Mentorship of Early-, Mid- and Late-Career Nurses, as a Retention Measure: Rapid Review of the Evidence
- What is the evidence on the effectiveness of nurse mentorship programs at reducing turnover and increasing retention rates in early, mid, and late-career nurses, and what are the effective and ineffective features of these programs?
Turnover rates among nurses working in acute settings in Canada are high and continue to have important consequences for the nursing profession and for the health care system. A 2022 survey in the United States revealed that 71% of hospital nurses with more than 15 years of experience were thinking of leaving the hospital setting soon.
This is consistent with other studies on nurses’ ‘intent to leave’ reporting for instance in Canada that 59% of early-career nurses, 56% of mid-career nurses and 20% of late-career nurses were considering leaving their current position within the next year. Further, 19% of nurses in this study were contemplating leaving the nursing profession altogether.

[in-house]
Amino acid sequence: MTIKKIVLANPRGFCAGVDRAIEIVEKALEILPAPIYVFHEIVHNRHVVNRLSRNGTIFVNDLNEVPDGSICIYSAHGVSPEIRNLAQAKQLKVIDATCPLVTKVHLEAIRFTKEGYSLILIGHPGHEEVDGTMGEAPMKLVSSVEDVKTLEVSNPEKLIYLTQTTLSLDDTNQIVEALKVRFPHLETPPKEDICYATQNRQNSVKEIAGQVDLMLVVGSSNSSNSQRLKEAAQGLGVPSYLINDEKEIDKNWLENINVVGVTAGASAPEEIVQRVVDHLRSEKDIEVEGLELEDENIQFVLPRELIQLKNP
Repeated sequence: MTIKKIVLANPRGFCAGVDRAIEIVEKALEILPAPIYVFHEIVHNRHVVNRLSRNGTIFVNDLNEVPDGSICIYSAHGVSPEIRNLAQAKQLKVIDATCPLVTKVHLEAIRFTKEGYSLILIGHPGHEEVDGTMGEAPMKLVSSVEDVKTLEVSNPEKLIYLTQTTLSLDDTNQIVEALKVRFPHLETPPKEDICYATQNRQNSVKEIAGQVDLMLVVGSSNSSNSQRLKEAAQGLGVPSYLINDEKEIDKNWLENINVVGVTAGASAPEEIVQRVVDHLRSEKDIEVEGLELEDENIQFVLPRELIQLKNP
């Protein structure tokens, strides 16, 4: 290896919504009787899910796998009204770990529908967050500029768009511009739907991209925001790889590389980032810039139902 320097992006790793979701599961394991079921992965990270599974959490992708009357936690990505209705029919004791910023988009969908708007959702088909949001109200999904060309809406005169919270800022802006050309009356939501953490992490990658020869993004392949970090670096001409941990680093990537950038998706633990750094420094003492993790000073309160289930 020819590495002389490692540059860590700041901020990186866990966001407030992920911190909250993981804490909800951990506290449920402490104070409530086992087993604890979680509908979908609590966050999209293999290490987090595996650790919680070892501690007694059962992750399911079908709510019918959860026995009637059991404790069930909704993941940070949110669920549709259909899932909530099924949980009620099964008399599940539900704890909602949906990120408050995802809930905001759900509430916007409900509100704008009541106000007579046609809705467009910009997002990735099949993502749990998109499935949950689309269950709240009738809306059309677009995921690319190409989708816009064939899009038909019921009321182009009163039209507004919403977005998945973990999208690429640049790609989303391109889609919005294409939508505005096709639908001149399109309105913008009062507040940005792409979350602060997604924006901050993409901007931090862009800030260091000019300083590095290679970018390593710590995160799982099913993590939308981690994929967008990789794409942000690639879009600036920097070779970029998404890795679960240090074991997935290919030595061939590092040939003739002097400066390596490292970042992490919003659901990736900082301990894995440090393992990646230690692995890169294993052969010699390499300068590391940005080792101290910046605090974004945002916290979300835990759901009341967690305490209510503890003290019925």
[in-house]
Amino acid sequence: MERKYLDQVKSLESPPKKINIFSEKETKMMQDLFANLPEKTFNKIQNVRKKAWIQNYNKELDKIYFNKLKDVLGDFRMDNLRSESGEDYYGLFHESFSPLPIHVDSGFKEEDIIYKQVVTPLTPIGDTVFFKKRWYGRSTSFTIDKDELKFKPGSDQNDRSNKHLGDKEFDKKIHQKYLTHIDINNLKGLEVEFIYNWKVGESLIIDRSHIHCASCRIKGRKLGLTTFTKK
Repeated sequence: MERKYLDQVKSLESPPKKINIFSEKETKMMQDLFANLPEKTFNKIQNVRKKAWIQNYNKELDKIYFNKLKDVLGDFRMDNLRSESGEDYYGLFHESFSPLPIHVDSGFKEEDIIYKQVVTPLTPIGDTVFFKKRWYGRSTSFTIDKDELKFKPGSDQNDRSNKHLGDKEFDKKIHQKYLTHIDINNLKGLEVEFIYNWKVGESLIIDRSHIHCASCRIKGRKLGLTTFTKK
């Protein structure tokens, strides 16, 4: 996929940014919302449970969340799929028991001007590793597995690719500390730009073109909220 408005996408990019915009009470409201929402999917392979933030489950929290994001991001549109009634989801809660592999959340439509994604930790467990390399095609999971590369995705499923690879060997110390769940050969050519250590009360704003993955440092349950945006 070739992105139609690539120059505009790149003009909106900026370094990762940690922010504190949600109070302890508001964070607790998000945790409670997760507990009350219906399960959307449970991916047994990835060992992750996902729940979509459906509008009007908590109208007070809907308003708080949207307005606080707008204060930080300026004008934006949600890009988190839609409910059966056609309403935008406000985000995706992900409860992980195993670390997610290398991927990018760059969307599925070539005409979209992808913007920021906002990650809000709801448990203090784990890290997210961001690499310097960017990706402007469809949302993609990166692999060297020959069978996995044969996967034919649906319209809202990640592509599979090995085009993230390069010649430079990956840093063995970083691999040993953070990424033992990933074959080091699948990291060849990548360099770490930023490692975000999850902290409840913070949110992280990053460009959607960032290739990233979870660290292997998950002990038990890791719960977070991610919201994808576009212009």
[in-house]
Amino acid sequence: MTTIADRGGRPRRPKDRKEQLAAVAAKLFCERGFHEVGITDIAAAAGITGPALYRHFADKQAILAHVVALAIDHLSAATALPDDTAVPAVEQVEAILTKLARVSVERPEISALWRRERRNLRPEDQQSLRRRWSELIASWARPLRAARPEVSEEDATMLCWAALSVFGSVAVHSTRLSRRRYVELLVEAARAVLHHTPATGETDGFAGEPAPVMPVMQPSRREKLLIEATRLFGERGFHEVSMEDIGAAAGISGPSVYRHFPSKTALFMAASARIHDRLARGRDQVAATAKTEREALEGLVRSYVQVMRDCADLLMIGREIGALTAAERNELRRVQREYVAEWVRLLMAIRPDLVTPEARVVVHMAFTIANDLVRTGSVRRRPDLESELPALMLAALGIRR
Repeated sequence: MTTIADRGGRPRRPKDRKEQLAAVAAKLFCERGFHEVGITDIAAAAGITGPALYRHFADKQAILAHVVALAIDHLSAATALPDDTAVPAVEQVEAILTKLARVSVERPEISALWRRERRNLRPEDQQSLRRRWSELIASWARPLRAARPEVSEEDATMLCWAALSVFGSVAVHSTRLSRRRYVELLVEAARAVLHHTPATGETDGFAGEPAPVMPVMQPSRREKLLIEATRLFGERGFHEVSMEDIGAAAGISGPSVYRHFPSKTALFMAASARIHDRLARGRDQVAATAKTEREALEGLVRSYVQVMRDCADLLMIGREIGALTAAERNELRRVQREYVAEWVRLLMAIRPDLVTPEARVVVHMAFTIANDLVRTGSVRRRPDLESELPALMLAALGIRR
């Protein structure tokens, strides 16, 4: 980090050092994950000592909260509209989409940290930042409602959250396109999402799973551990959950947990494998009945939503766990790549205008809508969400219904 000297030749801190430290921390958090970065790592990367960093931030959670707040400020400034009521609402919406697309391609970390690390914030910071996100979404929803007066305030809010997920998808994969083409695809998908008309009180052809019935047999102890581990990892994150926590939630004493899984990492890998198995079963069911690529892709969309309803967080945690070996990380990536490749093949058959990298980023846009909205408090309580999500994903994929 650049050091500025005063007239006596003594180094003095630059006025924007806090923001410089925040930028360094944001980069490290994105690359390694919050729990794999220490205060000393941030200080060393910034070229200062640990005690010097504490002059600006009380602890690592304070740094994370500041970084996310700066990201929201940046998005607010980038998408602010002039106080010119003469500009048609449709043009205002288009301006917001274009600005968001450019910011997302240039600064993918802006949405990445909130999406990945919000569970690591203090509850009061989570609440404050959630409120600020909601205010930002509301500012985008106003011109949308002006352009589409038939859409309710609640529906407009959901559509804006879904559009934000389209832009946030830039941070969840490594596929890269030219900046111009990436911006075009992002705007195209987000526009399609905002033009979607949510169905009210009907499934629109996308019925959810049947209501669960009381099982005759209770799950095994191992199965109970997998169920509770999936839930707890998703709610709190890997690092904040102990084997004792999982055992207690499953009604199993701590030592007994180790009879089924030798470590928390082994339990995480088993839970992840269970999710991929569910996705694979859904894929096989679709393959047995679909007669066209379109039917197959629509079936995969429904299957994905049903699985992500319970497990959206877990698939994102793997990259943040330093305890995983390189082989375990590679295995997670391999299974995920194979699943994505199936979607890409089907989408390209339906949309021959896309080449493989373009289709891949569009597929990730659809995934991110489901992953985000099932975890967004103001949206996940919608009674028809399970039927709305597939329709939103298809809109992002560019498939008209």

Most recently, the COVID‑19 pandemic has had a significant impact on the nursing workforce and has exacerbated retention issues. This ongoing issue necessitates the consideration of different retention measures including mentorship programs for early-, mid-, and late-career nurses. This report presents a rapid review of available published evidence on whether mentorship programs are effective strategies for retention of nurses at different career stages.
- Published: March 29, 2023